The ferry across the Irish Sea was Swift, both in name and nature. Named after the famous Irish author, Jonathan Swift, it took a mere two hours to span the waterway to the UK. At Holyhead, I caught a train that took me along the beautiful coast of Northern Wales. Some great views of the rolling green hills and mountains near Snowdonia National Park kept me pressed to the glass of the train’s window.
I hopped off in the small town of Conwy, a tiny town that is known for one reason: it’s huge castle! This was my first time visiting a castle and I was absolutely blown away. I literally ran up the path that led through the castle’s main gate. For being over 700 years old, the castle was remarkably preserved, especially the outside walls and towers. Visitors were allowed to explore almost every part of the castle, so I spent the early afternoon climbing the narrow staircases of every tower. Each one earned new views of the castle, the tiny town of Conwy, and the sea on which it was situated.The castle was completed in 1287, after only 4 years! The castle and the town walls were planned and built by Edward I, the current King of England.Since his first invasion of Wales, there had been two attempted uprisings and he was done messing around. This was one of 17 castles that he either restored or built anew to completely crush the Welsh rebellion. After my self-guided tour of the castle, I ate fish and chips for lunch before walking the walls and ramparts that surrounded the town. Houses pressed up against the walls and I noticed several grills and tables in little circular courtyards along the walls. Imagine grilling out every evening at the foot of these ancient walls! My stroll continued outside of the walls and into a nearby park where I did some push-ups and pull-ups- gotta stay fit somehow.
That night, two more trains took me to Manchester. It was already after 11PM and I decided I would try to sleep in the train station to save some money. Turns out, the Victoria train station is currently under construction… it was a rough night to say the least! The next morning, two more trains brought me to Edinburgh, the capital of Scotland.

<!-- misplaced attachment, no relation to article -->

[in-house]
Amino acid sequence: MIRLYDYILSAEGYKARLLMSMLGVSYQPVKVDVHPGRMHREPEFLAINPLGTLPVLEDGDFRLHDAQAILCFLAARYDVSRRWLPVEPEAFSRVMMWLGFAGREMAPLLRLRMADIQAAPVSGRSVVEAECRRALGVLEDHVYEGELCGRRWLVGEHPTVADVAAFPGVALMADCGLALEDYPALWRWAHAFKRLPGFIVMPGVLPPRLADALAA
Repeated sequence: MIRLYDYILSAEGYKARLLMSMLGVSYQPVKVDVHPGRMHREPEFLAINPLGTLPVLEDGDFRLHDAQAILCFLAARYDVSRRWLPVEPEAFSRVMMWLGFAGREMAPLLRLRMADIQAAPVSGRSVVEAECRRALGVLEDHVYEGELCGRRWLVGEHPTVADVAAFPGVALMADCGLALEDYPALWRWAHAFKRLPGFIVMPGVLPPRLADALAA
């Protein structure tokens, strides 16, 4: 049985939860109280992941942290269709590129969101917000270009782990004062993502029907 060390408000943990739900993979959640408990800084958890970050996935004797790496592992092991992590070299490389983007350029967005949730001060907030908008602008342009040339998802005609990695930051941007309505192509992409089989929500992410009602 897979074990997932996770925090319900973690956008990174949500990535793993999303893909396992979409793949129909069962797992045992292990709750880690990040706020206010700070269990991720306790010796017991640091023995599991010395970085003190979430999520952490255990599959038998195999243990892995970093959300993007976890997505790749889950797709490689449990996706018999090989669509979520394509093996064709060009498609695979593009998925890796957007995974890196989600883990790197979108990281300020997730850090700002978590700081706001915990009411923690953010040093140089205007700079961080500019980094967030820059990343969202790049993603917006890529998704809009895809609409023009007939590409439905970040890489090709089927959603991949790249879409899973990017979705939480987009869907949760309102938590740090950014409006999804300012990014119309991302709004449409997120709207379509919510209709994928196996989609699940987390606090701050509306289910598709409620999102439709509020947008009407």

The history of Edinburgh is long and bloody. At its very early stages in the 7th century, it was a hill fort called Din Eidyn (Din means Fort). By the 12th century, the enormous castle for which it is known was constructed and it has been the capital since at least the 15th. Similar to Ireland and Wales, there have been many battles and switching of power between Scotland and England. The structure of the city reflects this. From the train station, it was a climb up hill to my hostel. I took a quick shower and then headed up the Royal Mile. The main thoroughfare leading from the castle on the hill to the Holyrood Palace below, the Royal Mile is filled with bars, restaurants, and shops. Situated in the original Old Town of Edinburgh, the cobblestone street and wonderful architecture of the buildings help it to retain its Medieval look.
Almost at the top of the hill, I entered the Scottish Whiskey Experience.As the official National Drink of Scotland, the Scots are serious about their whiskey.The exhibitions were nice and a corny barrel ride was entertaining. We then were able to try a genuine Scotch Whiskey and see the largest whiskey collection in the world: over 3,500 bottles! On the tour, I met Erica, a wonderful girl from Virginia. We had lunch at a nice cafe, where she shared with me her experiences as a psychologist and an extra on several TV shows and movies including Dumb and Dumber Too. We then toured the National Gallery for a bit and headed up Calton Hill, which holds several monuments and great views of the city. The best views of the day though, came when we climbed the 287 steps of the massive Walter Scott Monument.
The narrow staircase made the adventure all the more fun! For dinner, I tried Scotland’s most famous dish- Haggis. It basically is sheep heart, lung and liver wrapped inside its stomach and boiled. Yummy!
That night, Erica and I went on an Underground Tour that took us into vaults under the city. Since Edinburgh is so old, much of it has been basically buried underneath the new stuff. What appear to be 6 or 7 story buildings nowadays, really have another 6 or 7 stories that extend underground. The tour was fun and they did scare us a bit in the final vault. I also learned the history of the word “shit-faced”. It originates from Medieval times when people poured buckets of their waste out windows into back alleys that ran downhill. In Edinburgh, they had designated times for this, one being 10PM at night. Drunks often stumbled into these alleys and got a nice surprise when they looked up at the sounds from above… EWWWW!